A walk around the woodland and parkland of Harrogate

Statistics and Files
Start: Harrogate Pump Rooms Distance: 3.6 miles (5.8 km) Climbing: 114 metres
Grid Ref: SE298554 Time: 2 hours Rating: Easy
GPX Route File Google Earth File About Harrogate
Statistics
Start: Harrogate Pump Rooms Distance: 3.6 miles (5.8 km)
Grid Ref: SE298554 Time: 2 hours
Climbing: 114 metres Rating: Easy
GPX Route File Google Earth File
Ordnance Survey Explorer Map (1:25,000)

Summary: This is a delightful walk from Harrogate Pump rooms to the west and high side of the town. The first half of the walk is uphill but not too strenuous and you should take you time to enjoy all the lovely scenery anyway. The return route includes a walk through Valley Gardens, a recreational space provided for the folk of Harrogate by their Victorian ancestors. Note: Some footpaths on the walk are unmade and stout footwear is recommended for those wanting to take full advantage of the Birk Crag woodland section.


The Walk:

Royal Pump Room Museum in HarrogateRoyal Pump Room Museum in Harrogate
Birk Crag near Harlow Carr GardensBirk Crag near Harlow Carr Gardens

This walk starts outside the domed building that is the Royal Pump Room Museum in Low Harrogate, the site of Europe's strongest Sulphur Well, a fact I can personally attest to. Visitors often mistakenly think the smell is from the sewer drains, it can be very potent some days! Fortunately we leave the smell behind to walk up Cornwall Road and not into Valley Gardens which we're leaving for the return journey and which makes a superb finale. The first part of the walk is all along streets but spectacular streets, wide tree avenue ones with huge houses and streets with evocative royal titles for from Cornwall Road we turn right along Clarence Road, then left along York Road, left again along Duchy Road and then right into Hereford Road followed by a left into Kent Road which peters out of tarmac and becomes unmade with potholes strewn everywhere, no doubt to put off short cutters. Emerging from Kent Road and out of urbanisation the walk now continues on the Harrogate Ringway route, first by taking a sharp turn left and uphill round a bend before turning off the road to the right and following a woodland edged track towards Birk Crag. Now we're one mile into the walk and suddenly amidst approximately 27 acres of fantastic mixed evergreen and deciduous woodland. What a contrast to the earlier; things are on the up, in altitude and in spirits.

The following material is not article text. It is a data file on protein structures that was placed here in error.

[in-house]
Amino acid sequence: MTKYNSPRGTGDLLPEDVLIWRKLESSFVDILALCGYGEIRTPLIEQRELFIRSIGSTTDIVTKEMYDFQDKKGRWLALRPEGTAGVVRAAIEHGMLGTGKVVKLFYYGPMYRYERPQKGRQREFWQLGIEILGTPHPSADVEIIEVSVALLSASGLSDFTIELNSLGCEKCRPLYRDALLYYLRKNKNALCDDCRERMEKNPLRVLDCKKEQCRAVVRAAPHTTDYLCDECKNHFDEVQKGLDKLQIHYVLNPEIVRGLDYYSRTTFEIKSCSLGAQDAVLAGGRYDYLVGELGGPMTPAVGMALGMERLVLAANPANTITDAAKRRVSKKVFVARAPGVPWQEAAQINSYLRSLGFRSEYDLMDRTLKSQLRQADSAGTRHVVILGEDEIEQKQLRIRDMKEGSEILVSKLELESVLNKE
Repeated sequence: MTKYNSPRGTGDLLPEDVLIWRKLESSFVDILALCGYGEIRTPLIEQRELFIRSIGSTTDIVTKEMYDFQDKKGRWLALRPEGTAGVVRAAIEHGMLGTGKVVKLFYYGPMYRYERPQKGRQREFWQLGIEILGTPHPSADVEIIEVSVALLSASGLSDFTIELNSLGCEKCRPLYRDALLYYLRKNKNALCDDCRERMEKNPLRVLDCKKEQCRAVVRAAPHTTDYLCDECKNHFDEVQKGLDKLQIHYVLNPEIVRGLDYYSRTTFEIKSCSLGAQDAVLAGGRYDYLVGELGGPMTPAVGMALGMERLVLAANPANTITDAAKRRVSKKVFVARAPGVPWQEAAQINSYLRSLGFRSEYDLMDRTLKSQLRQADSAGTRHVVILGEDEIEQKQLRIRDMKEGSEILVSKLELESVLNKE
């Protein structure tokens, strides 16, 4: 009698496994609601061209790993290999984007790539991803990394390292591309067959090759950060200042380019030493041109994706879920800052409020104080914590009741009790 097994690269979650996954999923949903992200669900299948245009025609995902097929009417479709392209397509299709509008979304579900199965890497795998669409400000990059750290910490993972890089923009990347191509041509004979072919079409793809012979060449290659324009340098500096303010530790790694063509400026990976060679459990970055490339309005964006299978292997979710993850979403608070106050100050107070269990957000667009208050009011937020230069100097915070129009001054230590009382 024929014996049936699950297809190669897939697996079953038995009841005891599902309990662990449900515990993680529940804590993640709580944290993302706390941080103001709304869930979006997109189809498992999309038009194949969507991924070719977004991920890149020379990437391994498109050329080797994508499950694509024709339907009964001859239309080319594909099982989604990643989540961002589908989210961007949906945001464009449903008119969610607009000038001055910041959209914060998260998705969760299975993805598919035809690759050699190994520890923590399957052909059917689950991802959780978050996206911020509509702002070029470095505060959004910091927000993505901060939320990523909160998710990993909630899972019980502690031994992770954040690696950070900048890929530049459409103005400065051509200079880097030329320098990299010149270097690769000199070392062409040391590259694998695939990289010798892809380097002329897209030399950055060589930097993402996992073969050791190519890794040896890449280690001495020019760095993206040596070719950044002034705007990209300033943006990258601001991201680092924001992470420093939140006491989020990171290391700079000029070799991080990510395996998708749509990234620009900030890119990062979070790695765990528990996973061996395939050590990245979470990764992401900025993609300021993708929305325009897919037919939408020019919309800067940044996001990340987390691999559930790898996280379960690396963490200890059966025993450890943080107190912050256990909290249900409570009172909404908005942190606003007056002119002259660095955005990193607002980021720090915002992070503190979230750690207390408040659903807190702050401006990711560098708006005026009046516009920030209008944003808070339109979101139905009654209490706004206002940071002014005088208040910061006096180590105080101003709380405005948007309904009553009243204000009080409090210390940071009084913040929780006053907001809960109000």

Erosion causing root exposure in Birk WoodErosion causing root exposure in Birk Wood
Blazes of colour in Valley GardensBlazes of colour in Valley Gardens

Birk Crag is a series of rock outcrops, some hard to find in the deep foliage. Enjoy exploring the series of paths around the crag while always taking care, a slip could have nasty repercussions if close to the edge of the rocks. Play safe before continuing on south west for about 500 metres after the crags before turning left and heading south continuing through the wood and across a wooden bridge at a point where a few mighty oaks struggle against ground erosion as their east facing side lose out to the crumbling bank falling into Birk Beck. Soon after we emerge from the woodland at the Harrogate Arms, now home (in 2010) to a a resident Eagle and more Birds of Prey including Falcons, Hawks and Owls. If the pub is open enjoy refreshments if you wish, you're now over half way. After the Harrogate Arms climb up the road from the pub and turn right onto Crag Lane, following it for 100 metres before turning left along a marked path on the northern edge of woods. The woodland has some fine examples of Scots Pine and Cypress so look out for them.